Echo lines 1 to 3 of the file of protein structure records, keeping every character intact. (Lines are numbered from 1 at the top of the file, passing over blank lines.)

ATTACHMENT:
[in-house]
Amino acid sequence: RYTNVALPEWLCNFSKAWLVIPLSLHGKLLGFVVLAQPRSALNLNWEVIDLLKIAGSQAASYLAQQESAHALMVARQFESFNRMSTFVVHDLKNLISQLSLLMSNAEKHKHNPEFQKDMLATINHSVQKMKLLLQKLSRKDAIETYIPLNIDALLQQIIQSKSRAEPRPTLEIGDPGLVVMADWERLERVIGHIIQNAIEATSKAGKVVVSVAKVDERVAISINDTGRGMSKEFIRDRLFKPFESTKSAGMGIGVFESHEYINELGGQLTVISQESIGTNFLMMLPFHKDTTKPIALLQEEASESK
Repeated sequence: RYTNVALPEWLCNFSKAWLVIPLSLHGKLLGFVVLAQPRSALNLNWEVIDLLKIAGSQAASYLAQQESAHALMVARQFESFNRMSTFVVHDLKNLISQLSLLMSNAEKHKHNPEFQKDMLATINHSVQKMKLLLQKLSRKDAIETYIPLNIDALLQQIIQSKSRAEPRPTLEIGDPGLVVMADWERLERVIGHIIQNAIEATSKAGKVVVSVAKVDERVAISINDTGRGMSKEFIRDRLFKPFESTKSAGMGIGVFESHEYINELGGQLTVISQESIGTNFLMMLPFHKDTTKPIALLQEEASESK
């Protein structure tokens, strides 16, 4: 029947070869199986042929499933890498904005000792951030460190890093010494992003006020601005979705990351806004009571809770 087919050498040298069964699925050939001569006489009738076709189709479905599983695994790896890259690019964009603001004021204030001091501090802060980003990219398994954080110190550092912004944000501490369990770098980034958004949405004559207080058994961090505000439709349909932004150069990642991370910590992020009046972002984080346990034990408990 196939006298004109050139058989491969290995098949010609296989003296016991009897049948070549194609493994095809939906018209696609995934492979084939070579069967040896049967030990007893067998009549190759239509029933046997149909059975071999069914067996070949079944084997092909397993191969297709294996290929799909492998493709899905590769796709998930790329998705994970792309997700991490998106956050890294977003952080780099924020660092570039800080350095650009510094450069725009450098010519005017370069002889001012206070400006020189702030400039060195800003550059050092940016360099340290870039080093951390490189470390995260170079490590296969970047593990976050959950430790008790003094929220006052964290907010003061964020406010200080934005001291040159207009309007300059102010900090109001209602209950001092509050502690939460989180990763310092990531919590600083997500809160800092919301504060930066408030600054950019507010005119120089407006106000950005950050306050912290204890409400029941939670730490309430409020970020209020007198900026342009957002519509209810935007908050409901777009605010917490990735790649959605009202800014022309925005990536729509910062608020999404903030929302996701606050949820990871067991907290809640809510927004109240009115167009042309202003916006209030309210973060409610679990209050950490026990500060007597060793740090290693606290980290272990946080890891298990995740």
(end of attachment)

[in-house]
Amino acid sequence: RYTNVALPEWLCNFSKAWLVIPLSLHGKLLGFVVLAQPRSALNLNWEVIDLLKIAGSQAASYLAQQESAHALMVARQFESFNRMSTFVVHDLKNLISQLSLLMSNAEKHKHNPEFQKDMLATINHSVQKMKLLLQKLSRKDAIETYIPLNIDALLQQIIQSKSRAEPRPTLEIGDPGLVVMADWERLERVIGHIIQNAIEATSKAGKVVVSVAKVDERVAISINDTGRGMSKEFIRDRLFKPFESTKSAGMGIGVFESHEYINELGGQLTVISQESIGTNFLMMLPFHKDTTKPIALLQEEASESK
Repeated sequence: RYTNVALPEWLCNFSKAWLVIPLSLHGKLLGFVVLAQPRSALNLNWEVIDLLKIAGSQAASYLAQQESAHALMVARQFESFNRMSTFVVHDLKNLISQLSLLMSNAEKHKHNPEFQKDMLATINHSVQKMKLLLQKLSRKDAIETYIPLNIDALLQQIIQSKSRAEPRPTLEIGDPGLVVMADWERLERVIGHIIQNAIEATSKAGKVVVSVAKVDERVAISINDTGRGMSKEFIRDRLFKPFESTKSAGMGIGVFESHEYINELGGQLTVISQESIGTNFLMMLPFHKDTTKPIALLQEEASESK